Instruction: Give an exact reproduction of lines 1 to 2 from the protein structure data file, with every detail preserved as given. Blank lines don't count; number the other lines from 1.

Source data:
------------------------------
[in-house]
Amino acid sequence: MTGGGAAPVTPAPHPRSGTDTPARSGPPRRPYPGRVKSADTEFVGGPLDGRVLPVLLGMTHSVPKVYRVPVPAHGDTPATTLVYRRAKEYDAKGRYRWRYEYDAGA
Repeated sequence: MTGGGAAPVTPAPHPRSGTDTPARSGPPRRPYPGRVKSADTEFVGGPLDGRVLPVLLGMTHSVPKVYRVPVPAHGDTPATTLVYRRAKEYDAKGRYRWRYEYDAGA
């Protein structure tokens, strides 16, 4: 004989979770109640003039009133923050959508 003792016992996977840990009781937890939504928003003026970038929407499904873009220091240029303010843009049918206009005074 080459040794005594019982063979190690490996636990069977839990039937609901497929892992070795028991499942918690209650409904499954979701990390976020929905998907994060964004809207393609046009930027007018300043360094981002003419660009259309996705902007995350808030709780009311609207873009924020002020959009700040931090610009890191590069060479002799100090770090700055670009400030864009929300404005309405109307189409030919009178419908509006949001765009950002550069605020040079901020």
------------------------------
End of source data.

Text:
[in-house]
Amino acid sequence: MTGGGAAPVTPAPHPRSGTDTPARSGPPRRPYPGRVKSADTEFVGGPLDGRVLPVLLGMTHSVPKVYRVPVPAHGDTPATTLVYRRAKEYDAKGRYRWRYEYDAGA